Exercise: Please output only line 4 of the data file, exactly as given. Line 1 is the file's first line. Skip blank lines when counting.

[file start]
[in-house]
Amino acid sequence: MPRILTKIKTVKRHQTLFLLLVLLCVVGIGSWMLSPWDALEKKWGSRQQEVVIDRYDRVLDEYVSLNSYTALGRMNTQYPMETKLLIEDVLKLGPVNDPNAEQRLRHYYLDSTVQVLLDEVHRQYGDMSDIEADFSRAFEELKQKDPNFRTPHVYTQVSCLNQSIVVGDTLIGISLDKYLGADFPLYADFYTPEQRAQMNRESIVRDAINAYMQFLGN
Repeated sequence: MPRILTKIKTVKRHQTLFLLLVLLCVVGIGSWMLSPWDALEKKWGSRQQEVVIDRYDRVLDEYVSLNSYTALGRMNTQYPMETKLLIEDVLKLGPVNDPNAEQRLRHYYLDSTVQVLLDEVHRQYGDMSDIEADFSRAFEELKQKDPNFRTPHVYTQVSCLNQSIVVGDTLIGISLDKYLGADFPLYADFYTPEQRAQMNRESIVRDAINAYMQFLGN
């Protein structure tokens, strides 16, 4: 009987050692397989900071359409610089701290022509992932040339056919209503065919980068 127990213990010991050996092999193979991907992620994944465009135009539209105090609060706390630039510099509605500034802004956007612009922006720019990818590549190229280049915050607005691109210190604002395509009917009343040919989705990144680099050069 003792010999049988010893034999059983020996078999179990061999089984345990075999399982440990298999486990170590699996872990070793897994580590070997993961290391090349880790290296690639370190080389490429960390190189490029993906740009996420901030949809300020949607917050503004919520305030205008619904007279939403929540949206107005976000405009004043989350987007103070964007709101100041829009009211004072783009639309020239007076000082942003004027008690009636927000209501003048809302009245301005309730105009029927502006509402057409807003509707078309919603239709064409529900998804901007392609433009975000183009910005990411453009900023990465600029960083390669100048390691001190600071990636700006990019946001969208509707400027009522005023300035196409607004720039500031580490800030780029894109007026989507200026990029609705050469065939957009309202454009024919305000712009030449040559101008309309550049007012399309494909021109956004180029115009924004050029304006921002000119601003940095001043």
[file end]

């Protein structure tokens, strides 16, 4: 009987050692397989900071359409610089701290022509992932040339056919209503065919980068 127990213990010991050996092999193979991907992620994944465009135009539209105090609060706390630039510099509605500034802004956007612009922006720019990818590549190229280049915050607005691109210190604002395509009917009343040919989705990144680099050069 003792010999049988010893034999059983020996078999179990061999089984345990075999399982440990298999486990170590699996872990070793897994580590070997993961290391090349880790290296690639370190080389490429960390190189490029993906740009996420901030949809300020949607917050503004919520305030205008619904007279939403929540949206107005976000405009004043989350987007103070964007709101100041829009009211004072783009639309020239007076000082942003004027008690009636927000209501003048809302009245301005309730105009029927502006509402057409807003509707078309919603239709064409529900998804901007392609433009975000183009910005990411453009900023990465600029960083390669100048390691001190600071990636700006990019946001969208509707400027009522005023300035196409607004720039500031580490800030780029894109007026989507200026990029609705050469065939957009309202454009024919305000712009030449040559101008309309550049007012399309494909021109956004180029115009924004050029304006921002000119601003940095001043």